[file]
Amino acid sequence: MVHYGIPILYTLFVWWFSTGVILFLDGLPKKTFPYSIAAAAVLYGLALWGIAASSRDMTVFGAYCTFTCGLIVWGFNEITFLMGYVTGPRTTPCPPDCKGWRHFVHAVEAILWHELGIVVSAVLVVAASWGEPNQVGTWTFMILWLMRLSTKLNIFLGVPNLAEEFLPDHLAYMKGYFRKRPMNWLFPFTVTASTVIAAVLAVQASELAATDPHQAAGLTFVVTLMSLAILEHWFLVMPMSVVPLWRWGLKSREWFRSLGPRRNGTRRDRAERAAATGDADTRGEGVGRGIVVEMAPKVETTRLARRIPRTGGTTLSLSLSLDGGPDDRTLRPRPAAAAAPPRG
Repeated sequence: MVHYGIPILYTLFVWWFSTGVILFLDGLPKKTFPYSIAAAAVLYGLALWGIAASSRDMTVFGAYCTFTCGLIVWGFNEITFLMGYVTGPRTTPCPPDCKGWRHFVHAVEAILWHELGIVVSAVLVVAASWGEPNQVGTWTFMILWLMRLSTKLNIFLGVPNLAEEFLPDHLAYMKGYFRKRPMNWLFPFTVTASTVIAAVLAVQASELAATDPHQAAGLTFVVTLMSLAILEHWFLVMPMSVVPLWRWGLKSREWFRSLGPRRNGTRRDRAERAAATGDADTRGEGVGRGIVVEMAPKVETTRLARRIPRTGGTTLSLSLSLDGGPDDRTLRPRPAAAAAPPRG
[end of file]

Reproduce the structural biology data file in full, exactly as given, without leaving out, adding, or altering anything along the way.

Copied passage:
Amino acid sequence: MVHYGIPILYTLFVWWFSTGVILFLDGLPKKTFPYSIAAAAVLYGLALWGIAASSRDMTVFGAYCTFTCGLIVWGFNEITFLMGYVTGPRTTPCPPDCKGWRHFVHAVEAILWHELGIVVSAVLVVAASWGEPNQVGTWTFMILWLMRLSTKLNIFLGVPNLAEEFLPDHLAYMKGYFRKRPMNWLFPFTVTASTVIAAVLAVQASELAATDPHQAAGLTFVVTLMSLAILEHWFLVMPMSVVPLWRWGLKSREWFRSLGPRRNGTRRDRAERAAATGDADTRGEGVGRGIVVEMAPKVETTRLARRIPRTGGTTLSLSLSLDGGPDDRTLRPRPAAAAAPPRG
Repeated sequence: MVHYGIPILYTLFVWWFSTGVILFLDGLPKKTFPYSIAAAAVLYGLALWGIAASSRDMTVFGAYCTFTCGLIVWGFNEITFLMGYVTGPRTTPCPPDCKGWRHFVHAVEAILWHELGIVVSAVLVVAASWGEPNQVGTWTFMILWLMRLSTKLNIFLGVPNLAEEFLPDHLAYMKGYFRKRPMNWLFPFTVTASTVIAAVLAVQASELAATDPHQAAGLTFVVTLMSLAILEHWFLVMPMSVVPLWRWGLKSREWFRSLGPRRNGTRRDRAERAAATGDADTRGEGVGRGIVVEMAPKVETTRLARRIPRTGGTTLSLSLSLDGGPDDRTLRPRPAAAAAPPRG